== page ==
These and other objects are achieved in accordance with the invention by providing a pneumatically operated throttle valve having a seat surrounding an orifice, a poppet movable between open and closed positions relative to the seat for controlling communication though the orifice, means yieldably urging the poppet toward the closed position, a bellows connected to the poppet for moving the poppet toward the open position when expanded, and means for applying pneumatic pressure to the bellows to expand the bellows and thereby move the poppet toward the open position. The poppet is provided with a needle valve for precise control of flow through the orifice, and internal heaters are provided for heating the poppet and the seat directly to prevent condensation from forming on them.
FIG. 1 is partly exploded cross-sectional view of one embodiment of a pneumatically operated valve of the prior art.
FIG. 2 is partly exploded cross-sectional view of one embodiment of a pneumatically operated throttling valve according to the invention.
FIG. 3 is partly exploded cross-sectional view of another embodiment of a pneumatically operated throttling valve according to the invention.
As illustrated in FIG. 2, the valve includes a generally cylindrical body or housing 21 with an inlet fitting 22 in the lower portion of the side wall and an outlet fitting 23 in the bottom wall of the housing. Communication through an orifice 24 in the outlet fitting is controlled by a poppet 26 which is movable in an axial direction between open and closed positions relative to a seat 27 surrounding the orifice.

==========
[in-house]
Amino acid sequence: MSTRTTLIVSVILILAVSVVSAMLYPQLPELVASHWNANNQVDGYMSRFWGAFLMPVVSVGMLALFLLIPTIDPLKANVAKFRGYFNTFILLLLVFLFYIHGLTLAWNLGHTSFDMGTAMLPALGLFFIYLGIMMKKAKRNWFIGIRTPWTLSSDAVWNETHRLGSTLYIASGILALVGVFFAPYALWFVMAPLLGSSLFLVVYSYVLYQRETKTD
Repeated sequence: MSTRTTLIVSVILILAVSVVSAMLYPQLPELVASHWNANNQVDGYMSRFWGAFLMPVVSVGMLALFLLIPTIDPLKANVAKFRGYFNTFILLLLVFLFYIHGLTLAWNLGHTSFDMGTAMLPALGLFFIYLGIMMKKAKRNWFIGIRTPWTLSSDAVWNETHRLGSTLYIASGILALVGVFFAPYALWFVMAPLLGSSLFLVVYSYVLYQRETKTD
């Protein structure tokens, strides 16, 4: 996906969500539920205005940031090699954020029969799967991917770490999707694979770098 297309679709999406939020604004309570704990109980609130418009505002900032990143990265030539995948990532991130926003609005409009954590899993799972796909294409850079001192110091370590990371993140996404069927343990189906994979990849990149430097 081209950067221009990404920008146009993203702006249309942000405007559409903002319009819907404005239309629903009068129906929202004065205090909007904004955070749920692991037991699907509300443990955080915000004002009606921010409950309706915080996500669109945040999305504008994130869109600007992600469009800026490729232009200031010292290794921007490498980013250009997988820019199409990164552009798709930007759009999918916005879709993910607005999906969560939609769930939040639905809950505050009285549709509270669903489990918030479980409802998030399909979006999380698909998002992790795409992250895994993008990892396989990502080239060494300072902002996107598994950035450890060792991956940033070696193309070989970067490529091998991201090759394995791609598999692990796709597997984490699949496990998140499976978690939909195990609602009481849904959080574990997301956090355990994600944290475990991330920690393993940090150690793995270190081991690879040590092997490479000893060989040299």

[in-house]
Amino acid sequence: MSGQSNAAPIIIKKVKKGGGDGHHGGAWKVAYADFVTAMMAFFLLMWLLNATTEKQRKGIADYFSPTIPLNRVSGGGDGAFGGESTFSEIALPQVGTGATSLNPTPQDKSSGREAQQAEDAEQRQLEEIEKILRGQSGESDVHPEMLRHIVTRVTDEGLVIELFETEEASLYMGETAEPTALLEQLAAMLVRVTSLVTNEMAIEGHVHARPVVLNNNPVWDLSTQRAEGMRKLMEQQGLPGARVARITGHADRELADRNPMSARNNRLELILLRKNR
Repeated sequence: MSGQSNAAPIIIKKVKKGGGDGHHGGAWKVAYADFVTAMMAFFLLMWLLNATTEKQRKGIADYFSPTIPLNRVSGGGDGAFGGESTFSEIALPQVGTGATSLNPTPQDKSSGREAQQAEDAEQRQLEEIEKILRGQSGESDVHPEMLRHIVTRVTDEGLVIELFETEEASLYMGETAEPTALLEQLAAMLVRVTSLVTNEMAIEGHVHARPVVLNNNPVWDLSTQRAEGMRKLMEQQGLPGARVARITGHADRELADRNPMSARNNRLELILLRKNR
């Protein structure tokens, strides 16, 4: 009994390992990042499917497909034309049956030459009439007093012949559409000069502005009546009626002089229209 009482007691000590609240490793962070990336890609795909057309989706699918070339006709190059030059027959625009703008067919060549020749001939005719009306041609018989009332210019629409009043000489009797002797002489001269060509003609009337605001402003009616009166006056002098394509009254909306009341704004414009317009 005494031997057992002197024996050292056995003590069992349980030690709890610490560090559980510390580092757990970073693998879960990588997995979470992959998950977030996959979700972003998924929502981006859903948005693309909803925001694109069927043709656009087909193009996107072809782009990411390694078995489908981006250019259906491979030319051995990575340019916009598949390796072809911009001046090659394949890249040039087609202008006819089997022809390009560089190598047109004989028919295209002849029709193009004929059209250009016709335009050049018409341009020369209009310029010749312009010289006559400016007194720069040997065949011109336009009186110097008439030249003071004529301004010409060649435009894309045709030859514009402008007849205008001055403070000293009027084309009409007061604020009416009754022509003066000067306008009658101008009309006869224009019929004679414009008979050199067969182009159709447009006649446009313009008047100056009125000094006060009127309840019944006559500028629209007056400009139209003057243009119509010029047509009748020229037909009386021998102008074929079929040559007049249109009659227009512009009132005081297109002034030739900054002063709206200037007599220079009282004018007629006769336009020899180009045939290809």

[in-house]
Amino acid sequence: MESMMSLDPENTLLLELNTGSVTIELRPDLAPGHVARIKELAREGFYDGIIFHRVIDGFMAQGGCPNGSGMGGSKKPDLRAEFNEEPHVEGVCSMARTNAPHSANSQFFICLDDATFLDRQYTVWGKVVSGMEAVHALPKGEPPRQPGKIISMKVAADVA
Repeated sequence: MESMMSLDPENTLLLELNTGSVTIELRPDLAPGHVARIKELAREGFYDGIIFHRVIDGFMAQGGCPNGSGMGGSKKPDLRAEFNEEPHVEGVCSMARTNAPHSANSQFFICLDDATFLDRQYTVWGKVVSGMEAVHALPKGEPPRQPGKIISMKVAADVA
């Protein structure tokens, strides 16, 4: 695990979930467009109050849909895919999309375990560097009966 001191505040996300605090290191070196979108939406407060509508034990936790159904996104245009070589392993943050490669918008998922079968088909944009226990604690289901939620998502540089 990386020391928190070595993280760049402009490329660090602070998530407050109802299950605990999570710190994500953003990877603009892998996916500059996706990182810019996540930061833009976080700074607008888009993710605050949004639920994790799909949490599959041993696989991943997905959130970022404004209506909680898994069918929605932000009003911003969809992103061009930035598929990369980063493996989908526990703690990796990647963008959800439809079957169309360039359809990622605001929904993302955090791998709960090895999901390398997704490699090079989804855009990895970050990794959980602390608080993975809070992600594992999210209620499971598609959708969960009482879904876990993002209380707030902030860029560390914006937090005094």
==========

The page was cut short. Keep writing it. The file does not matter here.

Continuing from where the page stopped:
The poppet has an enlarged circular head 28 and an axially extending stem 29, with a hollow O-ring 30 fabricated of stainless steel on the outer face of the head for sealing engagement with the seat. The stainless steel O-ring is cleaner and less affected by chemicals than other types of seals, and is preferred for use in applications such reactors where corrosive chemicals are present. However, other materials can be employed, particularly in applications where corrosion is not a factor.
A tapered needle 31 projects from the outer face into the orifice to provide precise control over the flow through the valve. The needle has a cylindrical side wall 32 of slightly smaller diameter than the orifice and an end face 33 which lies in a plane which is inclined relative to the axis by an angle a on the order of 100° to 145°.
At its upper end, the side wall of the housing terminates in a flange 36 to which a top cover 37 is attached, with an O-ring 38 providing a fluid-tight seal between the flange and the cover. A plate 39 is mounted on cover 37, and the stem of the poppet passes through a bearing 41 which is carried by the plate. The bearing is a low friction linear ball bearing which is fabricated of stainless steel for operation at high temperatures, e.g. 100° C.
The poppet is urged toward its closed position by a compression spring 42 which is disposed about the stem and extends between the head of the poppet and the under side of plate 39. A bellows 43 is disposed coaxially about the spring and sealed to the head of the poppet and to top cover 37. The bellows can be fabricated of a material such as inconel for extended life and reduced maintenance. Upward travel of the poppet is limited by a sleeve 44 disposed coaxially about the poppet stem for abutting engagement with the under side of the bearing assembly.